Start-to-Finish Strategy With Fibre Laser

Yes, it is fast, but while fast-cutting speeds open up the potential, there are still the upstream and downstream manufacturing processes to consider. By Oliver Hergt, corporate communications, Bystronic


Fibre lasers are able to cut in sheet thicknesses of up to 30 mm.

Fibre laser technology has had a profound impact on sheet metal processing of many users. Modern fibre lasers achieve excellent cutting results, and this at breath-taking speeds. One could even go so far as to say that the fibre laser enables metal to be cut at the level of Formula One, that is to say, to the highest technical standards.

But a fibre laser or a fast car alone do not automatically make a champion. Fast cutting speeds merely open up the potential, which must be capitalised on during the upstream and downstream manufacturing processes.

A fast laser increases the throughput of the entire production. All of the sudden, more parts flow through the manufacturing chain in a shorter time. For users this means that it now becomes relevant, for example, as to how fast their software can convert customer enquiries into cutting jobs. And, how cutting programmes can be used to cut out as many parts as possible from the metal sheets. Fast, value-adding, and high-quality production — these are the foundations for a competitive edge.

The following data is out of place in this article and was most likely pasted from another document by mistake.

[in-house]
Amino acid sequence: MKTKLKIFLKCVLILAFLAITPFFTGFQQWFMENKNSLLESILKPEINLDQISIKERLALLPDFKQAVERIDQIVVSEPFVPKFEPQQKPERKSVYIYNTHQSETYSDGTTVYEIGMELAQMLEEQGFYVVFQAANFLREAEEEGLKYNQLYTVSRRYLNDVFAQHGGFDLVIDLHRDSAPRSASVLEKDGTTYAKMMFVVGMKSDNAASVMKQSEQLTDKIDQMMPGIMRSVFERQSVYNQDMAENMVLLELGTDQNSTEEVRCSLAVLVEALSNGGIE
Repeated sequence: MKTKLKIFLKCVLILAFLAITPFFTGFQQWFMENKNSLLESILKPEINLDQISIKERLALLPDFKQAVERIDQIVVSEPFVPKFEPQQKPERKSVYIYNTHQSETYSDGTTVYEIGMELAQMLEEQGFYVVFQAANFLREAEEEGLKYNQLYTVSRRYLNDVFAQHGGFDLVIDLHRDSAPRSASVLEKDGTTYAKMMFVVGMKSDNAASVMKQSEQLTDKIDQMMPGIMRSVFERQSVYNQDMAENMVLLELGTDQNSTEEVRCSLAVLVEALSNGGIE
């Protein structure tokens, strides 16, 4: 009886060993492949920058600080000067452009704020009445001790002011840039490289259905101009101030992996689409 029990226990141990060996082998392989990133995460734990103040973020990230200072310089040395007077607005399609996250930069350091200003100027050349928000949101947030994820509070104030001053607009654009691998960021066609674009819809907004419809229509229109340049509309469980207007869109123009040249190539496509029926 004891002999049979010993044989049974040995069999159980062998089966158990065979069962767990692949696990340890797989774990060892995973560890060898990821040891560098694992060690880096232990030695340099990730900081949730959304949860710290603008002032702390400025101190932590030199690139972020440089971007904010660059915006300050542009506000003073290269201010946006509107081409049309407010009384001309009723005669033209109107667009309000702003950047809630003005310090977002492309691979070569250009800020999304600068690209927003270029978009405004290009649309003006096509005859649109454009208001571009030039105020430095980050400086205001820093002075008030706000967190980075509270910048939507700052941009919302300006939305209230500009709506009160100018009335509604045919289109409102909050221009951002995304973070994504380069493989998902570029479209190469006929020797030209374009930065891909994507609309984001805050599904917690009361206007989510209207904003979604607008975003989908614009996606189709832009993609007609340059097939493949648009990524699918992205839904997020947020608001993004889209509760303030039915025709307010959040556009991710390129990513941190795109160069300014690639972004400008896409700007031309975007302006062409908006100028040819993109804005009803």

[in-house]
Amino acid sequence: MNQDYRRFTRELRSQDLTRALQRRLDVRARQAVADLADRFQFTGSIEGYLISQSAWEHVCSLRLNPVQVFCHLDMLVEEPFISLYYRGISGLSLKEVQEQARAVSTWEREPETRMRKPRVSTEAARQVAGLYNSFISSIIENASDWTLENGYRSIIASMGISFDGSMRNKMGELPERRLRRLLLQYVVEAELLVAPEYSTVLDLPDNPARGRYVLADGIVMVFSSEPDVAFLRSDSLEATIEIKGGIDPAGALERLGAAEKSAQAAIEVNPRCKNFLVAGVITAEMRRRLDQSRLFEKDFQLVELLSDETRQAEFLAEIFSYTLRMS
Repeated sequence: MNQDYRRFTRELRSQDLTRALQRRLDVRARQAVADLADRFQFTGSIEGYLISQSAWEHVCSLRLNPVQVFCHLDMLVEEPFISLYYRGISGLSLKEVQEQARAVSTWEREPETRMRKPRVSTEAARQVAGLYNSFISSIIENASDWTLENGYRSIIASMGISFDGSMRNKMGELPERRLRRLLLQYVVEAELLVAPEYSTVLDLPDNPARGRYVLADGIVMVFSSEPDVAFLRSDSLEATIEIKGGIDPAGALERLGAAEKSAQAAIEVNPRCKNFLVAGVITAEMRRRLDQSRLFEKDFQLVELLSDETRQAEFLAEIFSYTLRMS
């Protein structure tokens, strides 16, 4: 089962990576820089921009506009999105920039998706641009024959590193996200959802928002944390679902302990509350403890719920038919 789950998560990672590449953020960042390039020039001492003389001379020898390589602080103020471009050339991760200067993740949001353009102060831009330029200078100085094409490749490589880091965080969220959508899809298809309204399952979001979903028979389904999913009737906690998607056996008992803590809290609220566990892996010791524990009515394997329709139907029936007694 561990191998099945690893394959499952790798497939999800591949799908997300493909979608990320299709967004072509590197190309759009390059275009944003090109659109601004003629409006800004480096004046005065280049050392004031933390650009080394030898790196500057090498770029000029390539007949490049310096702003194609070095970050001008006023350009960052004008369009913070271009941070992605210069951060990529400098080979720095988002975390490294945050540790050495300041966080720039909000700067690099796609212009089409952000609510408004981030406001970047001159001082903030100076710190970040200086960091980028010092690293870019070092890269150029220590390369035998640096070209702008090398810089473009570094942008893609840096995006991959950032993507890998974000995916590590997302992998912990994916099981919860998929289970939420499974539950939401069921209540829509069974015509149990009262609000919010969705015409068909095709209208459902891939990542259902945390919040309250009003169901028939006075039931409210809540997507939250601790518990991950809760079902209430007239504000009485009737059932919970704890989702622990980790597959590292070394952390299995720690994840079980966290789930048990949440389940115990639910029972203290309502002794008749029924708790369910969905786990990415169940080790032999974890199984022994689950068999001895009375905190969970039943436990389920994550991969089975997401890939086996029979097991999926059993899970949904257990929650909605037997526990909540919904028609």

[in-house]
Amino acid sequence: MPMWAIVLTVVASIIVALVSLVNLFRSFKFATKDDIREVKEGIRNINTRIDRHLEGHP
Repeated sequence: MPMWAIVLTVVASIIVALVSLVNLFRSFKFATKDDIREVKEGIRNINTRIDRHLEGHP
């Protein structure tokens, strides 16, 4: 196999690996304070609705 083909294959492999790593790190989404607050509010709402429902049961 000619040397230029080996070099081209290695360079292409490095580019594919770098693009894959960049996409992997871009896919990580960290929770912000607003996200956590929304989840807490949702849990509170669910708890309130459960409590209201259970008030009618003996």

Maintaining High Throughput
Typically, within the manufacturing chain, the next step after laser cutting is bending. Here too, the systems must be able to keep up in order to maintain the high throughput. With press brakes, it is important to decrease the set-up and programming times.

Modern bending systems offer features that can achieve this, such as: Offline programming, fast set-up systems, or even fully automatic set-up. Intelligent correction and safety functions round off the range of bending solutions. They support the user in manufacturing high-quality products with high precision and without errors.

But how can this high throughput be maintained as constant as possible? Or in other words, how does the racing car achieve peak times lap after lap? In the sheet metal processing business, automation is a key factor. This is why, for example, users upgrade their fibre lasers with automatic loading and unloading systems that ensure a suitable supply of materials to the machines and unload the parts after the cutting process.

The analysis of process data in real time is another important factor for users. Digital services collect and analyse complex data and provide the users with a clearly organised overview. This allows users to monitor their production processes: Similar to how the racing team in the pits monitors how the racing car, the motor, and the brakes perform on the racetrack.

Optimally Aligned
In a nutshell, successful fibre laser cutting means ensuring that all the production processes relating to the laser are optimally aligned.

Champions win thanks to a comprehensive start-to-finish strategy. To achieve this, users require the right partner who supports them with innovative technology, effective features, and professional service.

 

APMEN October 2016, Sheet Metalworking

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